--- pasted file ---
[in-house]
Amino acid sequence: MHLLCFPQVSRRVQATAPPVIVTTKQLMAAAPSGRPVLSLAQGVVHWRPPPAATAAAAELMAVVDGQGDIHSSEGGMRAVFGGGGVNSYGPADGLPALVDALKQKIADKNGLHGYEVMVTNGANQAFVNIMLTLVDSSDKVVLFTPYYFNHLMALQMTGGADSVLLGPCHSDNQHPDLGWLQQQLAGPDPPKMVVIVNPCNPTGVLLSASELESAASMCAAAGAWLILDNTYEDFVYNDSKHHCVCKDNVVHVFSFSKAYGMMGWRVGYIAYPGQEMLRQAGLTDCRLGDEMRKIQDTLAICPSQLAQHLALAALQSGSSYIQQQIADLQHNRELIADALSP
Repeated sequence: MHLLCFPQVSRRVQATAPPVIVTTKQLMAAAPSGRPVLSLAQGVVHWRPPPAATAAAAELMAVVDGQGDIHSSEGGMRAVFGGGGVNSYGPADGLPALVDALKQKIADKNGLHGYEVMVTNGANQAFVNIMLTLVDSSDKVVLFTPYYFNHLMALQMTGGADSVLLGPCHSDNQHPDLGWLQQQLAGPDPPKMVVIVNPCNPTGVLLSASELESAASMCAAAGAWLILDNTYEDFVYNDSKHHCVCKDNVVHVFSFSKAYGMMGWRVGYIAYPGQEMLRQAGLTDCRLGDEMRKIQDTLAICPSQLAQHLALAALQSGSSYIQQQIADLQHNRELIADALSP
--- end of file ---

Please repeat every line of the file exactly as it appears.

[in-house]
Amino acid sequence: MHLLCFPQVSRRVQATAPPVIVTTKQLMAAAPSGRPVLSLAQGVVHWRPPPAATAAAAELMAVVDGQGDIHSSEGGMRAVFGGGGVNSYGPADGLPALVDALKQKIADKNGLHGYEVMVTNGANQAFVNIMLTLVDSSDKVVLFTPYYFNHLMALQMTGGADSVLLGPCHSDNQHPDLGWLQQQLAGPDPPKMVVIVNPCNPTGVLLSASELESAASMCAAAGAWLILDNTYEDFVYNDSKHHCVCKDNVVHVFSFSKAYGMMGWRVGYIAYPGQEMLRQAGLTDCRLGDEMRKIQDTLAICPSQLAQHLALAALQSGSSYIQQQIADLQHNRELIADALSP
Repeated sequence: MHLLCFPQVSRRVQATAPPVIVTTKQLMAAAPSGRPVLSLAQGVVHWRPPPAATAAAAELMAVVDGQGDIHSSEGGMRAVFGGGGVNSYGPADGLPALVDALKQKIADKNGLHGYEVMVTNGANQAFVNIMLTLVDSSDKVVLFTPYYFNHLMALQMTGGADSVLLGPCHSDNQHPDLGWLQQQLAGPDPPKMVVIVNPCNPTGVLLSASELESAASMCAAAGAWLILDNTYEDFVYNDSKHHCVCKDNVVHVFSFSKAYGMMGWRVGYIAYPGQEMLRQAGLTDCRLGDEMRKIQDTLAICPSQLAQHLALAALQSGSSYIQQQIADLQHNRELIADALSP